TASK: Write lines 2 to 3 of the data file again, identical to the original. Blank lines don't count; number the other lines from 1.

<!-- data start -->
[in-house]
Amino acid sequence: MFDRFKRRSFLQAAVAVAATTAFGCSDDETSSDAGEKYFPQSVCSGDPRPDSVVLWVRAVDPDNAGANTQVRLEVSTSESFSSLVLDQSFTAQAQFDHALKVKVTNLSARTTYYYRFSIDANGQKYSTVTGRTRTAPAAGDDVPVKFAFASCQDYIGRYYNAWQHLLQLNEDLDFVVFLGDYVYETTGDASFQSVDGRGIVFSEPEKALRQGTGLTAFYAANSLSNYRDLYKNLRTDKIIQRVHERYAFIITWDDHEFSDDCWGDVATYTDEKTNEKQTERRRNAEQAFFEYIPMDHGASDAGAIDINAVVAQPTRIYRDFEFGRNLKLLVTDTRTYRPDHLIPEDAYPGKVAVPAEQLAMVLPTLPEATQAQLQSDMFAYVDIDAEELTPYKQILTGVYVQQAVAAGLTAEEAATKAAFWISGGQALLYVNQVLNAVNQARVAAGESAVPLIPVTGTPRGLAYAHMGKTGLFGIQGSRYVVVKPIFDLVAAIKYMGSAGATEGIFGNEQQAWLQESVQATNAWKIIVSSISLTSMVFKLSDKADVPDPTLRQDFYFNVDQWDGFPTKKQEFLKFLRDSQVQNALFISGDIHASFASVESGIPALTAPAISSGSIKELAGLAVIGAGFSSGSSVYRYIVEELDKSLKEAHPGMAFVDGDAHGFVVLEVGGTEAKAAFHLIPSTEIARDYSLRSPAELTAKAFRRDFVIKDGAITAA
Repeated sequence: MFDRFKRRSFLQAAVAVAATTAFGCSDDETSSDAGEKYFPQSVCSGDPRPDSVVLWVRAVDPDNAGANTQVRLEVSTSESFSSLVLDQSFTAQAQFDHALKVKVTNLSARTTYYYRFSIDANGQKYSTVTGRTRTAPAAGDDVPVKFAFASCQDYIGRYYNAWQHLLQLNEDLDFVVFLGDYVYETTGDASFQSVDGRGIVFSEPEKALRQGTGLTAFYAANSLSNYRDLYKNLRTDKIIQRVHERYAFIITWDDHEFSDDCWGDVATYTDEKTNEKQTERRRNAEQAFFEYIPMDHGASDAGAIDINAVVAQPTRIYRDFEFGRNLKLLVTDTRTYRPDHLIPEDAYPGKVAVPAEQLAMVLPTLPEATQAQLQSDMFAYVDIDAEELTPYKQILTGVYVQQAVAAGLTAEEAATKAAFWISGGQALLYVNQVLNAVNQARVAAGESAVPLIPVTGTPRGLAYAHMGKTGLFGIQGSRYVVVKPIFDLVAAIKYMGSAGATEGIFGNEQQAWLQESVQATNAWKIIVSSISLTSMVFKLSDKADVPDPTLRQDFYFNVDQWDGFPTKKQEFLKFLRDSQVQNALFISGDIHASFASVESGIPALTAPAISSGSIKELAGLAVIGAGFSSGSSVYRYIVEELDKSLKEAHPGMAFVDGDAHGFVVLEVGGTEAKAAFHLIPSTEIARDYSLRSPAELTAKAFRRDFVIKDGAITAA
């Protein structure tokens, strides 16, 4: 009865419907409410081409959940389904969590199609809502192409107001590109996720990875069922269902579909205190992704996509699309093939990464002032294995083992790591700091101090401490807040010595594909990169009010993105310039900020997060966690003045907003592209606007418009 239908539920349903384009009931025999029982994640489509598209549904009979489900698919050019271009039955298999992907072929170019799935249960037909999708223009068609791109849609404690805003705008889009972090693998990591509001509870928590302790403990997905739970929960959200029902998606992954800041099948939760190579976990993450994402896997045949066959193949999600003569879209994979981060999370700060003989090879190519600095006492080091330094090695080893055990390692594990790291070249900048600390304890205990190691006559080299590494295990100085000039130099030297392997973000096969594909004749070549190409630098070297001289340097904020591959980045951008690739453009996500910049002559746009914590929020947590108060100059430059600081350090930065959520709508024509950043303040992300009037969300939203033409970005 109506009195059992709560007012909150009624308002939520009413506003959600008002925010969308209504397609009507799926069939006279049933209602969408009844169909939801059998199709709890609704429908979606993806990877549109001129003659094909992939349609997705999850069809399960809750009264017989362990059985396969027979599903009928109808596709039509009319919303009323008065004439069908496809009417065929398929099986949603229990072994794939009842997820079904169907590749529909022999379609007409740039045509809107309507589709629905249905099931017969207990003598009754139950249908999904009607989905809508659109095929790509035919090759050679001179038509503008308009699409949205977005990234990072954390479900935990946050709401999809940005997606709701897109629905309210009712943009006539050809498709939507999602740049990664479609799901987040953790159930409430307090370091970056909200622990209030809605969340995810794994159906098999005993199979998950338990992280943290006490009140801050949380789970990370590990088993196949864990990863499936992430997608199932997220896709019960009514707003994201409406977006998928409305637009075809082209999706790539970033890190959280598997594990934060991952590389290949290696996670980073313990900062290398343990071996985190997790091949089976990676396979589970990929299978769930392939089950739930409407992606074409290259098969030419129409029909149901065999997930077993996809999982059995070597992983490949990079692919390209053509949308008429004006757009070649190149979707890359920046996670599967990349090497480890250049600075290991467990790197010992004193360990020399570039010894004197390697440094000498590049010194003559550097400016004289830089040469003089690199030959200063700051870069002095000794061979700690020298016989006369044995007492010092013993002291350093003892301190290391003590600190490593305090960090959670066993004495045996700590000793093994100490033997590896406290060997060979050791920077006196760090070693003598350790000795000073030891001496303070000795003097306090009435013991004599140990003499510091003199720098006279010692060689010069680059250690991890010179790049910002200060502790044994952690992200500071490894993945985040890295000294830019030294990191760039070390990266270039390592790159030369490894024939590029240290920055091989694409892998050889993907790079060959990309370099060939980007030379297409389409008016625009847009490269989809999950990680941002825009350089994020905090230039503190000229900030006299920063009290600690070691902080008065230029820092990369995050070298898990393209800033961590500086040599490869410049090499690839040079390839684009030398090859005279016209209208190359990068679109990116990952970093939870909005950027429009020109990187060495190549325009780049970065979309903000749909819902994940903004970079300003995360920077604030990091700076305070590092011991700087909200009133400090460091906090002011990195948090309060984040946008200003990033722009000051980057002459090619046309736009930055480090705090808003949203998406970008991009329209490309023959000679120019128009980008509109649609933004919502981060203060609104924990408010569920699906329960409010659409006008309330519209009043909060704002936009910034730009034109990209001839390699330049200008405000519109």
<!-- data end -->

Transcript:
Amino acid sequence: MFDRFKRRSFLQAAVAVAATTAFGCSDDETSSDAGEKYFPQSVCSGDPRPDSVVLWVRAVDPDNAGANTQVRLEVSTSESFSSLVLDQSFTAQAQFDHALKVKVTNLSARTTYYYRFSIDANGQKYSTVTGRTRTAPAAGDDVPVKFAFASCQDYIGRYYNAWQHLLQLNEDLDFVVFLGDYVYETTGDASFQSVDGRGIVFSEPEKALRQGTGLTAFYAANSLSNYRDLYKNLRTDKIIQRVHERYAFIITWDDHEFSDDCWGDVATYTDEKTNEKQTERRRNAEQAFFEYIPMDHGASDAGAIDINAVVAQPTRIYRDFEFGRNLKLLVTDTRTYRPDHLIPEDAYPGKVAVPAEQLAMVLPTLPEATQAQLQSDMFAYVDIDAEELTPYKQILTGVYVQQAVAAGLTAEEAATKAAFWISGGQALLYVNQVLNAVNQARVAAGESAVPLIPVTGTPRGLAYAHMGKTGLFGIQGSRYVVVKPIFDLVAAIKYMGSAGATEGIFGNEQQAWLQESVQATNAWKIIVSSISLTSMVFKLSDKADVPDPTLRQDFYFNVDQWDGFPTKKQEFLKFLRDSQVQNALFISGDIHASFASVESGIPALTAPAISSGSIKELAGLAVIGAGFSSGSSVYRYIVEELDKSLKEAHPGMAFVDGDAHGFVVLEVGGTEAKAAFHLIPSTEIARDYSLRSPAELTAKAFRRDFVIKDGAITAA
Repeated sequence: MFDRFKRRSFLQAAVAVAATTAFGCSDDETSSDAGEKYFPQSVCSGDPRPDSVVLWVRAVDPDNAGANTQVRLEVSTSESFSSLVLDQSFTAQAQFDHALKVKVTNLSARTTYYYRFSIDANGQKYSTVTGRTRTAPAAGDDVPVKFAFASCQDYIGRYYNAWQHLLQLNEDLDFVVFLGDYVYETTGDASFQSVDGRGIVFSEPEKALRQGTGLTAFYAANSLSNYRDLYKNLRTDKIIQRVHERYAFIITWDDHEFSDDCWGDVATYTDEKTNEKQTERRRNAEQAFFEYIPMDHGASDAGAIDINAVVAQPTRIYRDFEFGRNLKLLVTDTRTYRPDHLIPEDAYPGKVAVPAEQLAMVLPTLPEATQAQLQSDMFAYVDIDAEELTPYKQILTGVYVQQAVAAGLTAEEAATKAAFWISGGQALLYVNQVLNAVNQARVAAGESAVPLIPVTGTPRGLAYAHMGKTGLFGIQGSRYVVVKPIFDLVAAIKYMGSAGATEGIFGNEQQAWLQESVQATNAWKIIVSSISLTSMVFKLSDKADVPDPTLRQDFYFNVDQWDGFPTKKQEFLKFLRDSQVQNALFISGDIHASFASVESGIPALTAPAISSGSIKELAGLAVIGAGFSSGSSVYRYIVEELDKSLKEAHPGMAFVDGDAHGFVVLEVGGTEAKAAFHLIPSTEIARDYSLRSPAELTAKAFRRDFVIKDGAITAA